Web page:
There are numerous NCLEX review courses available online. We suggest that you search the web using the keyword "NCLEX." This search will result in many resources. When selecting a review program, seek a program that gives the learner a diagnostic profile of his/her strengths and weaknesses and explains the rationale for the correct answers. Most experts recommend “questions, questions, questions.” It is not possible to review too many questions before taking the exam. It is essential to look closely at your diagnostic profile and focus your review around the areas that are identified as weaknesses. KBN is not in a position to recommend specific courses.

We also suggest that you seek employment in health care while you are waiting to retest and use this work experience to give you more exposure to nursing. While you are working, take note of medications and treatments given to patients, how the patient’s diagnosis relates to nursing care, and how nurses make decisions. If you have test anxiety, seek counseling to help you deal with the re-testing situation. Most applicants find that anxiety will decrease with repeated exposure to NCLEX-type questions.

Since RNs returning to school to obtain a BSN are already licensed to practice as RNs, KBN has no jurisdiction over this education. The KBN only approves programs of nursing that lead to licensure.

A list of all programs of nursing recognized by KBN is updated at regular intervals and can be found in the document library by searching "Approved Nursing Programs".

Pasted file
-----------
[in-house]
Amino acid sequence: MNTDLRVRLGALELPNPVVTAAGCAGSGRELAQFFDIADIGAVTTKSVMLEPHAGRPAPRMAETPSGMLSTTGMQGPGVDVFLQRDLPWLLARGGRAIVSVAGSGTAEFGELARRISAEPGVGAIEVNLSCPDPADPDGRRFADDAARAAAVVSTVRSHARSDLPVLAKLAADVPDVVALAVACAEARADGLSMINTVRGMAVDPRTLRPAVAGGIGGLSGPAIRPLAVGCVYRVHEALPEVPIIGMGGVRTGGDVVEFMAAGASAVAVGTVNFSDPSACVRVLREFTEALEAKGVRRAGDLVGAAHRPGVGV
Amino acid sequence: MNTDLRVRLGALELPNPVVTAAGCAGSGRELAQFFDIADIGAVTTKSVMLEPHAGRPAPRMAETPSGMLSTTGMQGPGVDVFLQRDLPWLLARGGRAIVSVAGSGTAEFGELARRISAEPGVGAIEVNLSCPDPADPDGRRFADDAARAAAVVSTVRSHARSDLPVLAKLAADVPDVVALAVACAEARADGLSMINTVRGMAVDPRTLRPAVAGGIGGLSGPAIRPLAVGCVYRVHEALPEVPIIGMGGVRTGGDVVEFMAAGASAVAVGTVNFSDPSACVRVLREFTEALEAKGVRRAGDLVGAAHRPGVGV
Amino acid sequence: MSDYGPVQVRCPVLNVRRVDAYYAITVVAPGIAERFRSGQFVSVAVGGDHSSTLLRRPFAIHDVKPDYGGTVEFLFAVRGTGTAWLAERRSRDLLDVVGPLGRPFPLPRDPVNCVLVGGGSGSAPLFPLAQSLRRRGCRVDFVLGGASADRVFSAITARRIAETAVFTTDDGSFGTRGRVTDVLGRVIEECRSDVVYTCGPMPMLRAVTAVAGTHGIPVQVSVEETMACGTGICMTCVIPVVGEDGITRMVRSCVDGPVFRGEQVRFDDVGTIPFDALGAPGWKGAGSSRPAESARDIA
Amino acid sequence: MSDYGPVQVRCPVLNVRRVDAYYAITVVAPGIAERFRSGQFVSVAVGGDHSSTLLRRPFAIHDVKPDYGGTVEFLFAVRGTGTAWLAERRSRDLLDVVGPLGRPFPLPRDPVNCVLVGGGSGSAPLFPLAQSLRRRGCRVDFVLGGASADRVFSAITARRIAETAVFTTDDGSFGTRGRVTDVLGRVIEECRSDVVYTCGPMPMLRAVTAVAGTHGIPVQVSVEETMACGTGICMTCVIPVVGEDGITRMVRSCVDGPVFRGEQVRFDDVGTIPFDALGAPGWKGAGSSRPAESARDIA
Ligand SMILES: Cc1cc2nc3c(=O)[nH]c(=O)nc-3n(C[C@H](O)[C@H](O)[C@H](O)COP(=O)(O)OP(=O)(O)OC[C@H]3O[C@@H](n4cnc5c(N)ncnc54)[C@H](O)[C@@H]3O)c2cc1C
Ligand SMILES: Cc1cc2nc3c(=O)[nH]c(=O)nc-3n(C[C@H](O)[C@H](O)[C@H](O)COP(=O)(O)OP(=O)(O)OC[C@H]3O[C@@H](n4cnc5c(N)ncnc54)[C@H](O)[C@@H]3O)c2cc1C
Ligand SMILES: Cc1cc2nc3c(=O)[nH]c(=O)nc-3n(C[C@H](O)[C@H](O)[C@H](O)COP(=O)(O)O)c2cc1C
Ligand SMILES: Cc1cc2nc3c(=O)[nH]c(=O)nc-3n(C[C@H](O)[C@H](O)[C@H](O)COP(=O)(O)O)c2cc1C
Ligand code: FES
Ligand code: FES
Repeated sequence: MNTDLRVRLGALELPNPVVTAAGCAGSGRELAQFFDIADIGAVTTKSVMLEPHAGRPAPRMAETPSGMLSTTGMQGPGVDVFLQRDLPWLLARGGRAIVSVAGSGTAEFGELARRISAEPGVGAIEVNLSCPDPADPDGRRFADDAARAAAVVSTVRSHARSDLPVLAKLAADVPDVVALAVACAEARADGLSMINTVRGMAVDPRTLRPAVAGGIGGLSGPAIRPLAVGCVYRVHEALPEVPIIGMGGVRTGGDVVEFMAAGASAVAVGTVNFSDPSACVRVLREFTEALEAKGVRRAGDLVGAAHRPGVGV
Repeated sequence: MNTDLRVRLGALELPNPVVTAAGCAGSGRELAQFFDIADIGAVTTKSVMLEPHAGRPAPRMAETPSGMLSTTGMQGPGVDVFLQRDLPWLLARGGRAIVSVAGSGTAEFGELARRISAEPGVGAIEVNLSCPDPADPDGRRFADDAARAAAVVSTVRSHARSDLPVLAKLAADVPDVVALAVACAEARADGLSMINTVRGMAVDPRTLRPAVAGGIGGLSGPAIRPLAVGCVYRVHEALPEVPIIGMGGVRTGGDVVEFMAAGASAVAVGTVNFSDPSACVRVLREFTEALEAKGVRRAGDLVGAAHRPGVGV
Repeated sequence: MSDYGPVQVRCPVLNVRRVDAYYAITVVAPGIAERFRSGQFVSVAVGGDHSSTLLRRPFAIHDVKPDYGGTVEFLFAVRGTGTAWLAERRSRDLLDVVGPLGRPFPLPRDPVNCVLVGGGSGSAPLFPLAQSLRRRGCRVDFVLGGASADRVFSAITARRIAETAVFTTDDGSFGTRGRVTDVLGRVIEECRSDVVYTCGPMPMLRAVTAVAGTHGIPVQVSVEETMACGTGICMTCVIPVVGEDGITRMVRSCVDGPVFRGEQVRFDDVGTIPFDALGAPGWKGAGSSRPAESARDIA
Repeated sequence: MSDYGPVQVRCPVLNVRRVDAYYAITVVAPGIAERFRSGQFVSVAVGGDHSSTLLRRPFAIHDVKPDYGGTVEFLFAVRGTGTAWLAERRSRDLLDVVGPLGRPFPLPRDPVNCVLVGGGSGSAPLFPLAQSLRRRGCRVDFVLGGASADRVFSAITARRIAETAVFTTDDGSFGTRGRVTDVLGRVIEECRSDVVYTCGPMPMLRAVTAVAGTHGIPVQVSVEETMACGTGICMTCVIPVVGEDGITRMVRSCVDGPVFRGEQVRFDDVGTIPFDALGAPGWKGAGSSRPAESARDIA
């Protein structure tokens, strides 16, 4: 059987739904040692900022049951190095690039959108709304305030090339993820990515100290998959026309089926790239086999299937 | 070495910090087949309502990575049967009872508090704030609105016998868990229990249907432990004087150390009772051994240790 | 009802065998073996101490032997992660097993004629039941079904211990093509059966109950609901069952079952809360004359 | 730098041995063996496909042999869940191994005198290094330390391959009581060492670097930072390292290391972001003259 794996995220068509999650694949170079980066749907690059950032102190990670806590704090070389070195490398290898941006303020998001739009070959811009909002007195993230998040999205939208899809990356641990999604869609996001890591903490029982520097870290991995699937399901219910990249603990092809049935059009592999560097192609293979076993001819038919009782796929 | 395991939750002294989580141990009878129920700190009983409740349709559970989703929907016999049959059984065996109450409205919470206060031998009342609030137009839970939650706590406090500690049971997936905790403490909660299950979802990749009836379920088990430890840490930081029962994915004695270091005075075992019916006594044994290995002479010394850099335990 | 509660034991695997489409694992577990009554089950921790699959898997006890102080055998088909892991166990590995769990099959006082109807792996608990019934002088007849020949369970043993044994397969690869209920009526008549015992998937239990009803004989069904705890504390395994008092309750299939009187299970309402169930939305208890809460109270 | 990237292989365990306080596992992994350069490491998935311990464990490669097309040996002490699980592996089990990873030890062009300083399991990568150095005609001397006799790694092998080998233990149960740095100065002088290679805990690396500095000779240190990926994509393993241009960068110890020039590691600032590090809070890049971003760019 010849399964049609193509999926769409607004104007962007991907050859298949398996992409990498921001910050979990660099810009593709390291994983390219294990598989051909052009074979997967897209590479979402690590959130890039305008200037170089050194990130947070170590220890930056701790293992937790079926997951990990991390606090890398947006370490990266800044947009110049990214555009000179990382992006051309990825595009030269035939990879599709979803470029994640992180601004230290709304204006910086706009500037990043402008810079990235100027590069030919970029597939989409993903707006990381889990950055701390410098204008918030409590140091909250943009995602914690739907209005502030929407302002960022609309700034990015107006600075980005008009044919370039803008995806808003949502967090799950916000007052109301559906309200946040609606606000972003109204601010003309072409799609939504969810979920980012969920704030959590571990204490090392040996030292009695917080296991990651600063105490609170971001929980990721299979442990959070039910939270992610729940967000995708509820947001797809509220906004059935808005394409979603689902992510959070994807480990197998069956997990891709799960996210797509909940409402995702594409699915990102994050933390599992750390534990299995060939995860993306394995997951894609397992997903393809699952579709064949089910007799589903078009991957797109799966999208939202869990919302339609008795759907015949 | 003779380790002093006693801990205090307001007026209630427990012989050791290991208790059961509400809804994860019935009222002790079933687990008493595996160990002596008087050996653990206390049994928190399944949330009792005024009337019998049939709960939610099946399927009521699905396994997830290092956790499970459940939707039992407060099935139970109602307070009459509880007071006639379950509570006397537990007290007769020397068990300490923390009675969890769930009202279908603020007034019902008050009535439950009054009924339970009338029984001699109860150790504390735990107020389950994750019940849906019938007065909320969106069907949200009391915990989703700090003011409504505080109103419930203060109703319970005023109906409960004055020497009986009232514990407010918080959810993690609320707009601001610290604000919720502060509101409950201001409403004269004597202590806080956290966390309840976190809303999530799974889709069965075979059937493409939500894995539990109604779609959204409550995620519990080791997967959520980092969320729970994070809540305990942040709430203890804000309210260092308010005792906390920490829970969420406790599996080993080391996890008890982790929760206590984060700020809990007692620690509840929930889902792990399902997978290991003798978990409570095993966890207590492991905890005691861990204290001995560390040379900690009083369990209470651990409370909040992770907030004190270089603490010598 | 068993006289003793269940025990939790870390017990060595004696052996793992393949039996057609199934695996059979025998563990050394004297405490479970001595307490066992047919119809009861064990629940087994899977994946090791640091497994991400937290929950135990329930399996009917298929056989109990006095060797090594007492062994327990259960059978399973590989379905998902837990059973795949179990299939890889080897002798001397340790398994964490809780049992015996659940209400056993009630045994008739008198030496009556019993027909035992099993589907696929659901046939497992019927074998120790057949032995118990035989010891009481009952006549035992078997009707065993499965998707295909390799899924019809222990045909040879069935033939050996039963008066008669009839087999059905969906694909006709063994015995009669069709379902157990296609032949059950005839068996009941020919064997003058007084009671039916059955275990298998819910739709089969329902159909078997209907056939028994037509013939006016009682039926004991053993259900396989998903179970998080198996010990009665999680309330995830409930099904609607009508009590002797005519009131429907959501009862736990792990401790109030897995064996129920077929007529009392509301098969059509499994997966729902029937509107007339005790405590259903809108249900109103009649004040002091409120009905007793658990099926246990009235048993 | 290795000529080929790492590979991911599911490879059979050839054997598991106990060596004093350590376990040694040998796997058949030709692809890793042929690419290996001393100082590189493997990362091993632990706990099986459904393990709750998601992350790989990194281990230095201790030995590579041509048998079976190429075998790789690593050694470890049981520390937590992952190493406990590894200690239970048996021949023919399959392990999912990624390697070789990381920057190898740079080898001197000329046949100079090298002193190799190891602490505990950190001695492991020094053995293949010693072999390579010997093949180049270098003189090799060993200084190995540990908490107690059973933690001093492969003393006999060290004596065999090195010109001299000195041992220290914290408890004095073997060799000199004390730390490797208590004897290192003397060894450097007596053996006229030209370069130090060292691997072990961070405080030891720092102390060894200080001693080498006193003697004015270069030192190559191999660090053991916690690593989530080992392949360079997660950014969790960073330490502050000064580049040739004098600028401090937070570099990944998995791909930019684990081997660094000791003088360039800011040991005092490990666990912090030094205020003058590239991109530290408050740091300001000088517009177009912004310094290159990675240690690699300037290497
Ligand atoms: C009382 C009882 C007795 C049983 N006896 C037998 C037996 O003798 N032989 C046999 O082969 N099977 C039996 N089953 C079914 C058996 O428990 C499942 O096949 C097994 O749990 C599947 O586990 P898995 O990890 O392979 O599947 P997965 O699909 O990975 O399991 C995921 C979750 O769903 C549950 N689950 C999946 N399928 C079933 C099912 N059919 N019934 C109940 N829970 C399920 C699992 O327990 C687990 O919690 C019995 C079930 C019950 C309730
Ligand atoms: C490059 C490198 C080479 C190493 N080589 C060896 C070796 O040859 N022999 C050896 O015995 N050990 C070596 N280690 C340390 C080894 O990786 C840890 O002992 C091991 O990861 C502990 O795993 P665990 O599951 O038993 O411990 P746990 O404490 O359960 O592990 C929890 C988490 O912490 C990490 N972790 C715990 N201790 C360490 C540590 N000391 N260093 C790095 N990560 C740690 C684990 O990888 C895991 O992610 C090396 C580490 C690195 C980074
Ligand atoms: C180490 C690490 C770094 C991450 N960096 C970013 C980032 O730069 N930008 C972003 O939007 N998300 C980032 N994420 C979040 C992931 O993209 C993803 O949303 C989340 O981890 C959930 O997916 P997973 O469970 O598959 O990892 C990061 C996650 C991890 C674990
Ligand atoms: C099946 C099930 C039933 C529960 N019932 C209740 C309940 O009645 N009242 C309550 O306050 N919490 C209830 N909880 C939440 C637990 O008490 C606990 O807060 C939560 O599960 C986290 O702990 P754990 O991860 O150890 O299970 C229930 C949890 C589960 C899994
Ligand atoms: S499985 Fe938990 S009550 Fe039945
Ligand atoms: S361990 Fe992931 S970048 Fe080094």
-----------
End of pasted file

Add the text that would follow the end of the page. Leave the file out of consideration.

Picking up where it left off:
In addition, a list of all educational institutions with KBN recognized nursing programs, organized by County, can be found in the document library under "Programs of Nursing by County." This list provides links to the program webpages as well for your convenience. 

Programs of nursing in Kentucky offer a variety of instructional methods. Some may offer online courses only, or allow for a hybrid of in-person and on-line. Courses may be offered only during the day or at night, depending on the program. The programs can be contacted directly to inquire about what options are available at the time of your inquiry.

KBN is unable to provide recommendations on which program of nursing to attend.

The American Association of Colleges of Nursing (AACN) provides a Centralized Application Service (CAS) that prospective nursing students can use to submit one standardized application to multiple schools for consideration. That is, CAS allows students to complete the application process in a central place and have the same application form, transcripts, and letters of reference be distributed simultaenously to the applicant's designated schools of nursing. N​ot all programs of nursing participate in this service. Please refer to Nursing CAS for more information. ​